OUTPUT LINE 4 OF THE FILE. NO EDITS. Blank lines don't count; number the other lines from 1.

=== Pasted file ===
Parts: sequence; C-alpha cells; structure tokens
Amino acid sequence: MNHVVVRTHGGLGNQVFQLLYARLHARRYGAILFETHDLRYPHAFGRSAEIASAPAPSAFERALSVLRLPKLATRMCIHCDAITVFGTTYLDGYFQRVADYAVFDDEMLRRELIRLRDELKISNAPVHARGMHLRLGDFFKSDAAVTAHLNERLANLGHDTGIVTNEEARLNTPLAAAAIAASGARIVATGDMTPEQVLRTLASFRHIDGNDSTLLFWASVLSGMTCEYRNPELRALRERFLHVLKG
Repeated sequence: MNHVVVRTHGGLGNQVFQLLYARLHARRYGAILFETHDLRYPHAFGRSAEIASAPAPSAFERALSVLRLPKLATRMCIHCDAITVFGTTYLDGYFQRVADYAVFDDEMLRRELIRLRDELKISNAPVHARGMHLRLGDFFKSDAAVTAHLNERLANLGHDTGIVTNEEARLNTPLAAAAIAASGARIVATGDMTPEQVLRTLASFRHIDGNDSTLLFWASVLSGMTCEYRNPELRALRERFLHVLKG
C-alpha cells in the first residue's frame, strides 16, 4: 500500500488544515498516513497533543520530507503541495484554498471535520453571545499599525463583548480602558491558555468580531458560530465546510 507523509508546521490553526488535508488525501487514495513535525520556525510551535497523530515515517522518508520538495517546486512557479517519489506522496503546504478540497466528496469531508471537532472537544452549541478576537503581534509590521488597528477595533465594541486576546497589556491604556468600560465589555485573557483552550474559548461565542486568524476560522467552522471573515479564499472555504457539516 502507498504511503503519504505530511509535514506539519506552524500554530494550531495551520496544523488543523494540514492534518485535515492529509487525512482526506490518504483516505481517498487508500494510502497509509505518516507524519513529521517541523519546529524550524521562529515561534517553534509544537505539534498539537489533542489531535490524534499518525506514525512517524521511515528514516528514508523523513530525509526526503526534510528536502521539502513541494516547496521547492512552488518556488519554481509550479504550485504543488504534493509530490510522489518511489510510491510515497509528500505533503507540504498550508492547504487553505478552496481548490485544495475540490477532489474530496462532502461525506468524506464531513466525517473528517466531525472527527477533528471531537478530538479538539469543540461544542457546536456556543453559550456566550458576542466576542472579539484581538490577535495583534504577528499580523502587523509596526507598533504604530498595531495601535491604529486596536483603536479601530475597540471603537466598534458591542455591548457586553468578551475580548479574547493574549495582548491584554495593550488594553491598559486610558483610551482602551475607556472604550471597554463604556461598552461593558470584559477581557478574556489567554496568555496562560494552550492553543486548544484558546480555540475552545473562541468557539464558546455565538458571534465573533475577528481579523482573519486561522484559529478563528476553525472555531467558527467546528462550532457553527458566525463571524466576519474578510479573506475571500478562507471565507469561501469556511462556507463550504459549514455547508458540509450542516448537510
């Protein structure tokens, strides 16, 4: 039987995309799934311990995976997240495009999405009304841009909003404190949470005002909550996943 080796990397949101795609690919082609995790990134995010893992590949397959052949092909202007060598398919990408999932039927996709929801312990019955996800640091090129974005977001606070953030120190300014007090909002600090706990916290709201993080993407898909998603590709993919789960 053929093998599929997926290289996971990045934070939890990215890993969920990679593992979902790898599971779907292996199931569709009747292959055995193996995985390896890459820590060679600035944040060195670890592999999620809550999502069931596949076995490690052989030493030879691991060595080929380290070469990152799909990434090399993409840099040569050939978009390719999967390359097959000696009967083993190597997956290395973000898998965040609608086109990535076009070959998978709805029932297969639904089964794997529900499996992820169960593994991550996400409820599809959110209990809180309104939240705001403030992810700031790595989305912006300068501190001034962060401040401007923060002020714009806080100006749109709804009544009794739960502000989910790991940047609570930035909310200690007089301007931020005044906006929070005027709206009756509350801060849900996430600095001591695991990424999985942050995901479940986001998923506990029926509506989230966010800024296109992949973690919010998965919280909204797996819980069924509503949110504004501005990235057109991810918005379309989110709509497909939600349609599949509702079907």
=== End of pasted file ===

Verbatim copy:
C-alpha cells in the first residue's frame, strides 16, 4: 500500500488544515498516513497533543520530507503541495484554498471535520453571545499599525463583548480602558491558555468580531458560530465546510 507523509508546521490553526488535508488525501487514495513535525520556525510551535497523530515515517522518508520538495517546486512557479517519489506522496503546504478540497466528496469531508471537532472537544452549541478576537503581534509590521488597528477595533465594541486576546497589556491604556468600560465589555485573557483552550474559548461565542486568524476560522467552522471573515479564499472555504457539516 502507498504511503503519504505530511509535514506539519506552524500554530494550531495551520496544523488543523494540514492534518485535515492529509487525512482526506490518504483516505481517498487508500494510502497509509505518516507524519513529521517541523519546529524550524521562529515561534517553534509544537505539534498539537489533542489531535490524534499518525506514525512517524521511515528514516528514508523523513530525509526526503526534510528536502521539502513541494516547496521547492512552488518556488519554481509550479504550485504543488504534493509530490510522489518511489510510491510515497509528500505533503507540504498550508492547504487553505478552496481548490485544495475540490477532489474530496462532502461525506468524506464531513466525517473528517466531525472527527477533528471531537478530538479538539469543540461544542457546536456556543453559550456566550458576542466576542472579539484581538490577535495583534504577528499580523502587523509596526507598533504604530498595531495601535491604529486596536483603536479601530475597540471603537466598534458591542455591548457586553468578551475580548479574547493574549495582548491584554495593550488594553491598559486610558483610551482602551475607556472604550471597554463604556461598552461593558470584559477581557478574556489567554496568555496562560494552550492553543486548544484558546480555540475552545473562541468557539464558546455565538458571534465573533475577528481579523482573519486561522484559529478563528476553525472555531467558527467546528462550532457553527458566525463571524466576519474578510479573506475571500478562507471565507469561501469556511462556507463550504459549514455547508458540509450542516448537510